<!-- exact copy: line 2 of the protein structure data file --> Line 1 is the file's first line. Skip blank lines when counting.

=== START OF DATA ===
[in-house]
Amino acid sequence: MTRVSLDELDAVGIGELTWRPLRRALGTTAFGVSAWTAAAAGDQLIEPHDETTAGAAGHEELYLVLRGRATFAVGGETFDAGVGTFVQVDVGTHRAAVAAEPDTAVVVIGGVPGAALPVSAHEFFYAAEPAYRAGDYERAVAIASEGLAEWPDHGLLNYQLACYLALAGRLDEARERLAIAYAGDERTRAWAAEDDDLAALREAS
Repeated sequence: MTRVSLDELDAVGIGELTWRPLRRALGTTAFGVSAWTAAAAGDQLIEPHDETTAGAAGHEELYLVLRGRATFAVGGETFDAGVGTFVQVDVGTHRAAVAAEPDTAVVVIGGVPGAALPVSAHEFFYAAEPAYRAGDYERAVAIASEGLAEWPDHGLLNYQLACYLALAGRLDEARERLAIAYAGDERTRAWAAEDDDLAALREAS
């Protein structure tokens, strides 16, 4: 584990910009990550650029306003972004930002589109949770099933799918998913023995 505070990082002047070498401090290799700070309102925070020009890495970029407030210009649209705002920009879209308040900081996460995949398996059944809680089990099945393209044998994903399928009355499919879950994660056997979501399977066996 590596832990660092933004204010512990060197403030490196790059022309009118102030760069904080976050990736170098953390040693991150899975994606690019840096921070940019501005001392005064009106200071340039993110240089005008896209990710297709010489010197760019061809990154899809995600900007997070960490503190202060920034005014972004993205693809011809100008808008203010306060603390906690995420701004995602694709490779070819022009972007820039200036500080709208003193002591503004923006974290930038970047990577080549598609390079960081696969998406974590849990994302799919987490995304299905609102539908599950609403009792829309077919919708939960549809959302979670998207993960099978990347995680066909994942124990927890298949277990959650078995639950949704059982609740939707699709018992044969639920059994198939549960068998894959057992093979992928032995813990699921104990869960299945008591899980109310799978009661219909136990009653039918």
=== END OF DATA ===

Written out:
Amino acid sequence: MTRVSLDELDAVGIGELTWRPLRRALGTTAFGVSAWTAAAAGDQLIEPHDETTAGAAGHEELYLVLRGRATFAVGGETFDAGVGTFVQVDVGTHRAAVAAEPDTAVVVIGGVPGAALPVSAHEFFYAAEPAYRAGDYERAVAIASEGLAEWPDHGLLNYQLACYLALAGRLDEARERLAIAYAGDERTRAWAAEDDDLAALREAS